• Make sure your choice works with your phone(s) or tablet(s). Nearly all of these products are compatible with Android and iOS, but at differing levels. For instance, Chromecast Audio works with every app on Android, but only a smaller subset on iOS. Likewise, Sonos' Trueplay tuning system works only on iPhones, not Android devices.
  • Look at multiroom expansion options. If you're interested in piping audio into two or more rooms, look at the prices and features of other products in the same product "family." All Sonos products work together, as do Yamaha's MusicCast, LG's Music Flow and Bose's SoundTouch products, to name but a few. Chromecast built-in products are compatible across brands and work with Google's own Chromecast Audio and Google Home products, and offer the lowest price of entry.
  • Better performance and features may be only a firmware update away. For better or worse, all modern-connected devices are now works in progress. What you get out of the box isn't necessarily the final result. The better companies are always tweaking and updating their products, delivering anything from small usability enhancements to game-changing new features. For instance, a 2016 software update to all Sonos products added Spotify Connect -- some of which almost predate Spotify itself. And Google made good on its promise to add multiroom support to its Chromecast Audio product months after it debuted, making an already great product even better. In other words, a product that is hard to use today could be our most recommended tomorrow with the right software.

The best Wi-Fi audio products right now

With those recommendations, caveats and suggestions firmly in place, here are the best Wi-Fi audio products we can recommend right now.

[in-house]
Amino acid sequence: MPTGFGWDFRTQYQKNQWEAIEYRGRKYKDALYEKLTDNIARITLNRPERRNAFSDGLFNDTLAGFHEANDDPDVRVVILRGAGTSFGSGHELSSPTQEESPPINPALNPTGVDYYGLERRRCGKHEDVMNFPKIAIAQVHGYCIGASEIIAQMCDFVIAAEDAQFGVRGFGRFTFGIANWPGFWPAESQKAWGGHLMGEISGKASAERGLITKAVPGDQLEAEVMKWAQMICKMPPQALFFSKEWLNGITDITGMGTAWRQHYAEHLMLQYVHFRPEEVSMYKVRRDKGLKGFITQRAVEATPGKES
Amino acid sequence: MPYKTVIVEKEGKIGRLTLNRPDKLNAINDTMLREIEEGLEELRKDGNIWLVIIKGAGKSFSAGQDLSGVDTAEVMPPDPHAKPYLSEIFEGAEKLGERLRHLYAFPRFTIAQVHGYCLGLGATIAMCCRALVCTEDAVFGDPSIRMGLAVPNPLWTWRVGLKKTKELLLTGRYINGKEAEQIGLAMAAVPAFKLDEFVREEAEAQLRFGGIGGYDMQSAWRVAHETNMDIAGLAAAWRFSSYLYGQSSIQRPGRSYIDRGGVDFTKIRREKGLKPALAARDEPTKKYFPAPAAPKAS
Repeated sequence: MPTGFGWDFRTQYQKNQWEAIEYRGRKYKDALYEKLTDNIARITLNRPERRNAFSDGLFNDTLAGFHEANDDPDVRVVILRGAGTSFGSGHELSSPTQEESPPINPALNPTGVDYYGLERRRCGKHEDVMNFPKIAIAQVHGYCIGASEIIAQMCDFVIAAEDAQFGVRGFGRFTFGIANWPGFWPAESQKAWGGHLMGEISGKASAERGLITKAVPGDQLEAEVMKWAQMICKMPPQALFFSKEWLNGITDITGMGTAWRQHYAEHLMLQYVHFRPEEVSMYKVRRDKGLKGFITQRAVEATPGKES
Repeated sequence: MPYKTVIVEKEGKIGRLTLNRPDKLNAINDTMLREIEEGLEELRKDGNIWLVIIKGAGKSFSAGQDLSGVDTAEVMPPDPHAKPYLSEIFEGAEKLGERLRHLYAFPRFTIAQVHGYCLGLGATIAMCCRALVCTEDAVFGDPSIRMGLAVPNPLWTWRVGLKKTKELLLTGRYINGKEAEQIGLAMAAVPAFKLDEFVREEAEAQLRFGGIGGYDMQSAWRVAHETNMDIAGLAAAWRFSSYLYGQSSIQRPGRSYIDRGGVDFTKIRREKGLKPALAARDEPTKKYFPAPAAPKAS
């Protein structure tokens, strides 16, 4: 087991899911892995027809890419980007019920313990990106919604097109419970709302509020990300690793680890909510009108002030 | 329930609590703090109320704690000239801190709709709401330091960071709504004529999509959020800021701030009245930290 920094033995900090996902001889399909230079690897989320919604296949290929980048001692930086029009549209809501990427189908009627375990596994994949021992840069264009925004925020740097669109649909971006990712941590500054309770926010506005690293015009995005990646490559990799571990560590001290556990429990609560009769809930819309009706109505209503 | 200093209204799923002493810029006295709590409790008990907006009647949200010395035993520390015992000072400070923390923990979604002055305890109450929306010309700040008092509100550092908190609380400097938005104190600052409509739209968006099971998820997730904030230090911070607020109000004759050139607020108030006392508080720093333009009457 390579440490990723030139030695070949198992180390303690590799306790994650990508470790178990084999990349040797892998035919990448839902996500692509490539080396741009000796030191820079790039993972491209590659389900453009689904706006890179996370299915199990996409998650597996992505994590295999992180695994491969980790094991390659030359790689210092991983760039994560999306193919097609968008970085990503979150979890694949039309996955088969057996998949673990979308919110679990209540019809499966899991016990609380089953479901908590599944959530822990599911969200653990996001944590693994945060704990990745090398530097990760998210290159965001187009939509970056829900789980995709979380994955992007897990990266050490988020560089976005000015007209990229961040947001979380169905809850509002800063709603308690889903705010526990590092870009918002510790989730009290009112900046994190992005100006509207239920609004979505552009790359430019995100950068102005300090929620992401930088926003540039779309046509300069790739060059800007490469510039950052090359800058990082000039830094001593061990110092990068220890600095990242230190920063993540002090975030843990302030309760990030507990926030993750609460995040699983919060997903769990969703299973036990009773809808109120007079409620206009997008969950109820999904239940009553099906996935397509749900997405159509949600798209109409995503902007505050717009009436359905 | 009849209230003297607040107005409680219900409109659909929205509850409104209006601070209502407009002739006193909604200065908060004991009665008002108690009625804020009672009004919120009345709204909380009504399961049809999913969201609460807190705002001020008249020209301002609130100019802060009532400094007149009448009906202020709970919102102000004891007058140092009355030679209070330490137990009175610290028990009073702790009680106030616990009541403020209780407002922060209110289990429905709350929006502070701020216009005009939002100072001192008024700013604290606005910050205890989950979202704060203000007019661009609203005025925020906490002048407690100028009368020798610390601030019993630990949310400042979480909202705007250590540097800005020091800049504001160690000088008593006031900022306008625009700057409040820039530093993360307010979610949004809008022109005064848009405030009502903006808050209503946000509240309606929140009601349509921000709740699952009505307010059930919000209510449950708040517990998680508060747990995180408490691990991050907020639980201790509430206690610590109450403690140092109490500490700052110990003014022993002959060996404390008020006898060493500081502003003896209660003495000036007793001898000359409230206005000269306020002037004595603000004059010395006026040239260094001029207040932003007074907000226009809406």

Chromecast Audio

Now playing: Watch this: Google's Chromecast Audio is small but powerful

While the Google Home is getting better, it still has some distance to go before it challenges the Echo, but in contrast the Chromecast Audio is fully formed and a giant-killer. The Chromecast Audio includes multiroom music capabilities, compatibility with Spotify and hi-res audio support across the board. On an Android device, with universal support for any audio app, it's near perfect; iOS users, meanwhile, just need to make sure their favorite apps are compatible -- thankfully, Spotify, Pandora, iHeartRadio, Google Play Music, Deezer and dozens more make the cut. Those quibbles notwithstanding, it's the best way we can think of to spend $35 on upgrading your existing home hi-fi. Read the review of the Google Chromecast Audio.

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Sonos One

Sonos One
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At $200, and with both Alexa and the Google Assistant (forthcoming) as well as excellent sound quality, the Sonos One is the smart speaker to get. Pair it with another Sonos One and you have a flexible, high-quality stereo system for the same price as the Google Home Max. Read the review of the Sonos One.

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Polk MagniFi Mini (with Chromecast built-in)

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At only $299, it would be very difficult to find another product like the Polk MagniFi Mini. For the same price as some of the other speakers here, this is not only a Chromecast built-in streamer but it's also a sophisticated sound bar. Combine it with other Chromecast built-in devices such as the Chromecast Audio for an excellent budget multiroom system. Read the review of the Polk MagniFi Mini.

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JBL Link 300

JBL Link 300